Comfort in re-reading
Kicked out of our comfort zone and trying to make sense of what is happening around us, I find that a few healthy regressions may help make the day less challenging. Along with reflecting on the past routinely, returning to familiar grounds can be added to our toolkit to repair and rejuvenate during these difficult times.
Enter reading. Moreover, re-reading a book once you liked. This installment of our stay-at-home reading recommendation is meant to take you around the world, virtually, without a promise to complete it in eighty days. But that’s fine, we are all in it together for the long haul.
Written by French novelist Jules Verne (1828 – 1905), Around the World in Eighty Days was one of my childhood favorites. No wonder. A foreign author featuring characters with exotic names took me and other kids out of the world of chastushkas behind the rock-solid Iron Curtain in the 1970s. Then, traveling had become much easier (before becoming difficult all over again in the COVID era). The difficulties Phileas Fogg had to go through from London to London might sound dramatic and over-elaborated, but the book is still a delight to read and more than just that. With its rich educational and informative content, it can serve as a talking point related to a variety of topics in disciplines such as geography, world history, American history, science, and more.
Set in Victorian England, this perennial classic relates the fascinating story of a weird English gentleman, Phileas Fogg, who, on a gentlemen’s wager, attempts to travel around the globe in 80 days along with his newly hired French valet called Passepartout. According to the detailed itinerary, their journey starts in London, taking the Orient Express (does that ring the bell, avid readers?) to Cairo, Egypt, where they switch to another method of transport, a steamer heading to India, where their real adventures begin. Mistaken for a bank robber, Phileas Fogg is also followed from this point by Inspector Fix, a detective from Scotland Yard. Traveling through India on an elephant, they rescue a young Indian woman, called Aouda, from ritual sacrifice, taking her along for the rest of the trip. Their numerous adventures through Hong Kong and Japan to San Francisco and then to New York are filled with terrifying and dangerous moments, including Sioux warriors, bisons, kidnapping, and more. Meanwhile, the inspector can’t wait for the moment he reaches British soil and can capture Fogg. After burning a newly purchased ship to reach Liverpool, Fogg meets his fate and gets arrested only to go free, since the real robber had been caught three days before — but he misses the deadline to return to London by just five minutes. Or did he?
The book has several long-lasting moral messages. Although he thinks he has lost everything, Phileas Fogg comes back as a different person with his biggest reward being the love of his life he has found. Two quotes stand out to translate to our times: “A well-used minimum suffices for everything” is a clear, direct message to our TP-snatching, grocery-stockpiling, food-hoarding peers. Shining with hope, the second points further to a brighter future with the promise of nothing lost: “The chance which now seems lost may present itself at the last moment.”
The book also reminds us our own very current around-the-world moments, with sad but unprecedented opportunities to look at famous landmarks in abandoned cities, all clearly visible in the recently shot drone videos from all over the world. The New York Times published one of the first drone recordings about Wuhan, on February 4, 2020. The next images came from Italy on March 17, 2020 from CNN, then from Paris, on March 18, 2020 from Reuters. The Boston Globe followed suit with images about Boston, on March 19, 2020. Images of New York City, on March 24, 2020 from The New York Post. The Guardian presented London on March 26. Nearly empty American cities from The Washington Post on March 23, 2020, and other collections followed presenting individual cities, such as Nashville and Las Vegas, or multiple cities, and more multiple cities. (For those not yet convinced of the efficacy of drones, here is the dog-walking drone.)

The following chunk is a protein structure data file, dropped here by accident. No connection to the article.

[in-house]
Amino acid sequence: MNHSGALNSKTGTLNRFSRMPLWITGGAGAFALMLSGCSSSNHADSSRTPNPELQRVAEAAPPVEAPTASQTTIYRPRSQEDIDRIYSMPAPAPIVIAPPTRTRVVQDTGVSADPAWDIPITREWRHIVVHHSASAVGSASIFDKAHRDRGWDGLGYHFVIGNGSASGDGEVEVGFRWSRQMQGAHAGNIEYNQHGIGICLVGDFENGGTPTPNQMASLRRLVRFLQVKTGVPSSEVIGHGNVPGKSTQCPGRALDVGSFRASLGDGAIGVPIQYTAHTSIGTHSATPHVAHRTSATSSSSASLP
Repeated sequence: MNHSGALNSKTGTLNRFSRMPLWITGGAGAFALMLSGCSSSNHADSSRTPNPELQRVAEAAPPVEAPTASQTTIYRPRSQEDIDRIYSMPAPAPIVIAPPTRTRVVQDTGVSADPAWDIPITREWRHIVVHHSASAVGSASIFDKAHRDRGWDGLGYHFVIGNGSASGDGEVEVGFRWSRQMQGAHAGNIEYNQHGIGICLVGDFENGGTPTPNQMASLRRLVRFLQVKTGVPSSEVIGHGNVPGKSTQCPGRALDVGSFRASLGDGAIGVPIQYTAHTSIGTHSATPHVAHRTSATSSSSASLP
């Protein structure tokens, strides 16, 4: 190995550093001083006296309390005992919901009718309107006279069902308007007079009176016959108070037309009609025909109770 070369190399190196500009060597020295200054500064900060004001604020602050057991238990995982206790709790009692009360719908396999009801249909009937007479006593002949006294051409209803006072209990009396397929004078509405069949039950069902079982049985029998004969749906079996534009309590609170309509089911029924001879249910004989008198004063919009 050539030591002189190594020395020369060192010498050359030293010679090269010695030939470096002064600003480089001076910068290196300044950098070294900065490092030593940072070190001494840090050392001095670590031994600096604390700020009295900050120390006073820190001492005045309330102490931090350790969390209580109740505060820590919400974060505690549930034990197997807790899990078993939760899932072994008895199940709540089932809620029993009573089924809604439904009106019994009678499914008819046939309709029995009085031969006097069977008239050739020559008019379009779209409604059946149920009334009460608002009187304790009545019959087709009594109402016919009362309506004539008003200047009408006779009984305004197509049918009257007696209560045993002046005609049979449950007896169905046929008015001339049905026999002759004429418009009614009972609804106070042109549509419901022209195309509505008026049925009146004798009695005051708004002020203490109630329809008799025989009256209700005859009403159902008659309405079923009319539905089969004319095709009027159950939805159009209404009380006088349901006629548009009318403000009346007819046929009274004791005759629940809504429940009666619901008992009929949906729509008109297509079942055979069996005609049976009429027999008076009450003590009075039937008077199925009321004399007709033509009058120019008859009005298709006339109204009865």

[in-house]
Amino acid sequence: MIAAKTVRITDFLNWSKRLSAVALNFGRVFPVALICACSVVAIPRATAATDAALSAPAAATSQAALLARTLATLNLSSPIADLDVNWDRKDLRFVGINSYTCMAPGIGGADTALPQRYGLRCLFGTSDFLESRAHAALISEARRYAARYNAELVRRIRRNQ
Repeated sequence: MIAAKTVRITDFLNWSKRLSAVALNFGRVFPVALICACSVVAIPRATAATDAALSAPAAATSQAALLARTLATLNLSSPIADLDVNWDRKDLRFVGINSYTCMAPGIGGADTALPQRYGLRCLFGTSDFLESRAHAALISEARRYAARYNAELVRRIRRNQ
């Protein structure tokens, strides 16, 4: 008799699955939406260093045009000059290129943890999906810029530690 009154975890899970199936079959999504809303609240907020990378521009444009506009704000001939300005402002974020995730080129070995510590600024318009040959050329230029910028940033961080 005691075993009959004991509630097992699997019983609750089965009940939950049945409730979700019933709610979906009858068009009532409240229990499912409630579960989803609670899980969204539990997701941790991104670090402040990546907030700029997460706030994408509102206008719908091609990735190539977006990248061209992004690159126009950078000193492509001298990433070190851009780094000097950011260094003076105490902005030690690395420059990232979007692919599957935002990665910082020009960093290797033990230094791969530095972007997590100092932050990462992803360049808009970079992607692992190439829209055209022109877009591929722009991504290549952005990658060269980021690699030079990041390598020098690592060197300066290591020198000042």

Beyond the well-known latest movie adaptation, the book also brought back memories from my kids’ childhood. Opening to the world, one of the cartoons that my children loved was Around the World in 80 days with Willy Fog, a Spanish-Japanese animated series of 26-minute episodes. Adapted later also to English speaking audiences, this cartoon was one of many that laid the foundation of foreign language skills for generations behind the disintegrating Iron Curtain, including Spanish from the original video. With our concerns, fears, or even nightmares, we should learn from kids who are able to listen to the same story every night or watch the same cartoon over and over as they can find comfort in the familiar story, in the familiar characters and voices.
Several versions of Around the World in Eighty Days are available online from Rutgers with your NetID: from Ebook Central, from EBSCOHost Ebooks, or as open access eBook from the Gutenberg Project. However, with eyes tired from the daily telecommute, one can also enjoy listening the various renditions from LibriVox or other audiobook providers in under just seven hours. Downloading it on an old iPhone allows us to immerse in the story offline, which is an admirable practice of not using bandwidth when it is avoidable.
Now off to watch a spin-off called The Three Stooges Go Around the World in a Daze.
See the full list of online resources, such as eBooks, audiobooks, videos, and newspapers.